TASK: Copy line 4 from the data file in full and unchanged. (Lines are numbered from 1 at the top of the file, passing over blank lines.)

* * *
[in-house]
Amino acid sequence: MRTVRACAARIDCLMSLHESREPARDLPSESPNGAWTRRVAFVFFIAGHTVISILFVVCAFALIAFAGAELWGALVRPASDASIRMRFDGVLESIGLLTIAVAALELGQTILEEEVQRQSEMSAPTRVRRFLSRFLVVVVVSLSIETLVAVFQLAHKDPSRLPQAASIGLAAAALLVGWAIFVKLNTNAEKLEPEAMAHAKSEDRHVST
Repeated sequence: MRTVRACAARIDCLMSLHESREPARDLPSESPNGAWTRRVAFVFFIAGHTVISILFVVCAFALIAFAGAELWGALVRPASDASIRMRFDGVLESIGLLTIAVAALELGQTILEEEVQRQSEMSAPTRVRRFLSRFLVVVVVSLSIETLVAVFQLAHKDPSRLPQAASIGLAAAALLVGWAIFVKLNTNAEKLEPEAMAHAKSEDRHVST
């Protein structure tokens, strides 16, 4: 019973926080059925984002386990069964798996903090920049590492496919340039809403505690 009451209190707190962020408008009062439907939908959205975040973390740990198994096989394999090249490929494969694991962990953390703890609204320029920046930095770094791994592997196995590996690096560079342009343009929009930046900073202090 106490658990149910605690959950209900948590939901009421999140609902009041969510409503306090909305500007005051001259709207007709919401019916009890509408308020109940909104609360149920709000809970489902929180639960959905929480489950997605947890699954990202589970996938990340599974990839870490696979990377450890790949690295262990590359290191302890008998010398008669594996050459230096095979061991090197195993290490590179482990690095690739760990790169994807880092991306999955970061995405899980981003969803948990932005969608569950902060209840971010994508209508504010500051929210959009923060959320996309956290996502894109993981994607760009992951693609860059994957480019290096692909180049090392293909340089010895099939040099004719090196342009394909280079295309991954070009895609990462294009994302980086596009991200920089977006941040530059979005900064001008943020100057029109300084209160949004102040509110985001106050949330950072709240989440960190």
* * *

């Protein structure tokens, strides 16, 4: 019973926080059925984002386990069964798996903090920049590492496919340039809403505690 009451209190707190962020408008009062439907939908959205975040973390740990198994096989394999090249490929494969694991962990953390703890609204320029920046930095770094791994592997196995590996690096560079342009343009929009930046900073202090 106490658990149910605690959950209900948590939901009421999140609902009041969510409503306090909305500007005051001259709207007709919401019916009890509408308020109940909104609360149920709000809970489902929180639960959905929480489950997605947890699954990202589970996938990340599974990839870490696979990377450890790949690295262990590359290191302890008998010398008669594996050459230096095979061991090197195993290490590179482990690095690739760990790169994807880092991306999955970061995405899980981003969803948990932005969608569950902060209840971010994508209508504010500051929210959009923060959320996309956290996502894109993981994607760009992951693609860059994957480019290096692909180049090392293909340089010895099939040099004719090196342009394909280079295309991954070009895609990462294009994302980086596009991200920089977006941040530059979005900064001008943020100057029109300084209160949004102040509110985001106050949330950072709240989440960190």